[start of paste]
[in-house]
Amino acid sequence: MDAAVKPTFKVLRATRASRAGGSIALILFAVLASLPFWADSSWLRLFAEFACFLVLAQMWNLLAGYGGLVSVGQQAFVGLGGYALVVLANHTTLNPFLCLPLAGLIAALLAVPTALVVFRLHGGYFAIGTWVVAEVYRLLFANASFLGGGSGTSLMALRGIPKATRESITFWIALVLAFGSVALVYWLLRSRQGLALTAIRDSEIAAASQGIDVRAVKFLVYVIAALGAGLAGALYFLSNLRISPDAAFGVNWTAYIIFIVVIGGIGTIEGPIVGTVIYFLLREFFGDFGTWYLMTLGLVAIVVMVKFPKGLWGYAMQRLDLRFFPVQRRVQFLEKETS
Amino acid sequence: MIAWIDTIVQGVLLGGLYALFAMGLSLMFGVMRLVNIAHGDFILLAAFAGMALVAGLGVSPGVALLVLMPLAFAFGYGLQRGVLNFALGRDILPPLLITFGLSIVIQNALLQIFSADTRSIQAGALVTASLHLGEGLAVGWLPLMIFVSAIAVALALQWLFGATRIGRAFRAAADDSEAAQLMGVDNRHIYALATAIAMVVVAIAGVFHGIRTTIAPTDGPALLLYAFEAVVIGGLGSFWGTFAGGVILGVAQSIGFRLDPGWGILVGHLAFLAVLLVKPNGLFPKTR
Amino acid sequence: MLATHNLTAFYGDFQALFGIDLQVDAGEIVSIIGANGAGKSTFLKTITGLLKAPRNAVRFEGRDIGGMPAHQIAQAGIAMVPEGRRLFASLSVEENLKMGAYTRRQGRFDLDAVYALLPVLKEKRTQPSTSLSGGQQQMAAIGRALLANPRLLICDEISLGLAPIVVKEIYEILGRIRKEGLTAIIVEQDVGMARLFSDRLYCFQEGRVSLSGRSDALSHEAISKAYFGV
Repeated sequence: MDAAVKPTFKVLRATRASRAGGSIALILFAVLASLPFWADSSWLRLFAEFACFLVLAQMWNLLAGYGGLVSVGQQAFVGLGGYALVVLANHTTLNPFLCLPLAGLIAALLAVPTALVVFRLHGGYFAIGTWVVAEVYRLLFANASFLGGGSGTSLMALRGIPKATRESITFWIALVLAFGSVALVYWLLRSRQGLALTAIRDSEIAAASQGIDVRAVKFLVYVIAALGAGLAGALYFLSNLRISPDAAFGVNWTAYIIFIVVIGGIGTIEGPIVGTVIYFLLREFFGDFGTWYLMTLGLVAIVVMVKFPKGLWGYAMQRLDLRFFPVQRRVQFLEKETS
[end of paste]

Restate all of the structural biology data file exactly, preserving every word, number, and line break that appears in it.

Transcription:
[in-house]
Amino acid sequence: MDAAVKPTFKVLRATRASRAGGSIALILFAVLASLPFWADSSWLRLFAEFACFLVLAQMWNLLAGYGGLVSVGQQAFVGLGGYALVVLANHTTLNPFLCLPLAGLIAALLAVPTALVVFRLHGGYFAIGTWVVAEVYRLLFANASFLGGGSGTSLMALRGIPKATRESITFWIALVLAFGSVALVYWLLRSRQGLALTAIRDSEIAAASQGIDVRAVKFLVYVIAALGAGLAGALYFLSNLRISPDAAFGVNWTAYIIFIVVIGGIGTIEGPIVGTVIYFLLREFFGDFGTWYLMTLGLVAIVVMVKFPKGLWGYAMQRLDLRFFPVQRRVQFLEKETS
Amino acid sequence: MIAWIDTIVQGVLLGGLYALFAMGLSLMFGVMRLVNIAHGDFILLAAFAGMALVAGLGVSPGVALLVLMPLAFAFGYGLQRGVLNFALGRDILPPLLITFGLSIVIQNALLQIFSADTRSIQAGALVTASLHLGEGLAVGWLPLMIFVSAIAVALALQWLFGATRIGRAFRAAADDSEAAQLMGVDNRHIYALATAIAMVVVAIAGVFHGIRTTIAPTDGPALLLYAFEAVVIGGLGSFWGTFAGGVILGVAQSIGFRLDPGWGILVGHLAFLAVLLVKPNGLFPKTR
Amino acid sequence: MLATHNLTAFYGDFQALFGIDLQVDAGEIVSIIGANGAGKSTFLKTITGLLKAPRNAVRFEGRDIGGMPAHQIAQAGIAMVPEGRRLFASLSVEENLKMGAYTRRQGRFDLDAVYALLPVLKEKRTQPSTSLSGGQQQMAAIGRALLANPRLLICDEISLGLAPIVVKEIYEILGRIRKEGLTAIIVEQDVGMARLFSDRLYCFQEGRVSLSGRSDALSHEAISKAYFGV
Repeated sequence: MDAAVKPTFKVLRATRASRAGGSIALILFAVLASLPFWADSSWLRLFAEFACFLVLAQMWNLLAGYGGLVSVGQQAFVGLGGYALVVLANHTTLNPFLCLPLAGLIAALLAVPTALVVFRLHGGYFAIGTWVVAEVYRLLFANASFLGGGSGTSLMALRGIPKATRESITFWIALVLAFGSVALVYWLLRSRQGLALTAIRDSEIAAASQGIDVRAVKFLVYVIAALGAGLAGALYFLSNLRISPDAAFGVNWTAYIIFIVVIGGIGTIEGPIVGTVIYFLLREFFGDFGTWYLMTLGLVAIVVMVKFPKGLWGYAMQRLDLRFFPVQRRVQFLEKETS